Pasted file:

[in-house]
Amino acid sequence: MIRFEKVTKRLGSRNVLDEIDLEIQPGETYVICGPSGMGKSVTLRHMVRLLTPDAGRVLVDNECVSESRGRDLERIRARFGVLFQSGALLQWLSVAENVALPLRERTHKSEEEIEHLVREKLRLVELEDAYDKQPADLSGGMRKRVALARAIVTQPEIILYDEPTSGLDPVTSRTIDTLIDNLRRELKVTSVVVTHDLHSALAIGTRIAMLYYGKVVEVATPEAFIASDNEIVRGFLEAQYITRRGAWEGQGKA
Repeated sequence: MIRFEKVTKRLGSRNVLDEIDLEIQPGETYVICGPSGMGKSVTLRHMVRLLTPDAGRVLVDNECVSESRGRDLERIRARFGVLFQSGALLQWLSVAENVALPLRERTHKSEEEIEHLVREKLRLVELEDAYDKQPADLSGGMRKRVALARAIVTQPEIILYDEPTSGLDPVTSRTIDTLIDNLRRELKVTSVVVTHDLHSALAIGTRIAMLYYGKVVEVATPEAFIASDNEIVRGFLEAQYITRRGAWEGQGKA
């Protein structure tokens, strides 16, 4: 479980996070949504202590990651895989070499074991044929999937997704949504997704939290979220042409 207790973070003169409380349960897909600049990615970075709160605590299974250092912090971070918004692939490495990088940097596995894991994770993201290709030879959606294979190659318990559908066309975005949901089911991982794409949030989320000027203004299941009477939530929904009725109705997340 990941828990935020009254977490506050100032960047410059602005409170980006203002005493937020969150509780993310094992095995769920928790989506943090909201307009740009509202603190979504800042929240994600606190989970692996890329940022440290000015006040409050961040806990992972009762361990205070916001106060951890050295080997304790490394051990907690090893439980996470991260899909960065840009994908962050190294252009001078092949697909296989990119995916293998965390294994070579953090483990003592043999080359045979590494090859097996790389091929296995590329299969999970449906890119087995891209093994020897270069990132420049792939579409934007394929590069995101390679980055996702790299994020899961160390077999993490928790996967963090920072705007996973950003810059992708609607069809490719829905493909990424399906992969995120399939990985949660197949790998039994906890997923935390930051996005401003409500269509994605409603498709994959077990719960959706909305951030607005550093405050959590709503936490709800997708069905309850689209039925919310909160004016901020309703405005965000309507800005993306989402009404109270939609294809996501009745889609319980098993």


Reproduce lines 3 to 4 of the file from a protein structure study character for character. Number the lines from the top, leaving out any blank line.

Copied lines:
Repeated sequence: MIRFEKVTKRLGSRNVLDEIDLEIQPGETYVICGPSGMGKSVTLRHMVRLLTPDAGRVLVDNECVSESRGRDLERIRARFGVLFQSGALLQWLSVAENVALPLRERTHKSEEEIEHLVREKLRLVELEDAYDKQPADLSGGMRKRVALARAIVTQPEIILYDEPTSGLDPVTSRTIDTLIDNLRRELKVTSVVVTHDLHSALAIGTRIAMLYYGKVVEVATPEAFIASDNEIVRGFLEAQYITRRGAWEGQGKA
């Protein structure tokens, strides 16, 4: 479980996070949504202590990651895989070499074991044929999937997704949504997704939290979220042409 207790973070003169409380349960897909600049990615970075709160605590299974250092912090971070918004692939490495990088940097596995894991994770993201290709030879959606294979190659318990559908066309975005949901089911991982794409949030989320000027203004299941009477939530929904009725109705997340 990941828990935020009254977490506050100032960047410059602005409170980006203002005493937020969150509780993310094992095995769920928790989506943090909201307009740009509202603190979504800042929240994600606190989970692996890329940022440290000015006040409050961040806990992972009762361990205070916001106060951890050295080997304790490394051990907690090893439980996470991260899909960065840009994908962050190294252009001078092949697909296989990119995916293998965390294994070579953090483990003592043999080359045979590494090859097996790389091929296995590329299969999970449906890119087995891209093994020897270069990132420049792939579409934007394929590069995101390679980055996702790299994020899961160390077999993490928790996967963090920072705007996973950003810059992708609607069809490719829905493909990424399906992969995120399939990985949660197949790998039994906890997923935390930051996005401003409500269509994605409603498709994959077990719960959706909305951030607005550093405050959590709503936490709800997708069905309850689209039925919310909160004016901020309703405005965000309507800005993306989402009404109270939609294809996501009745889609319980098993």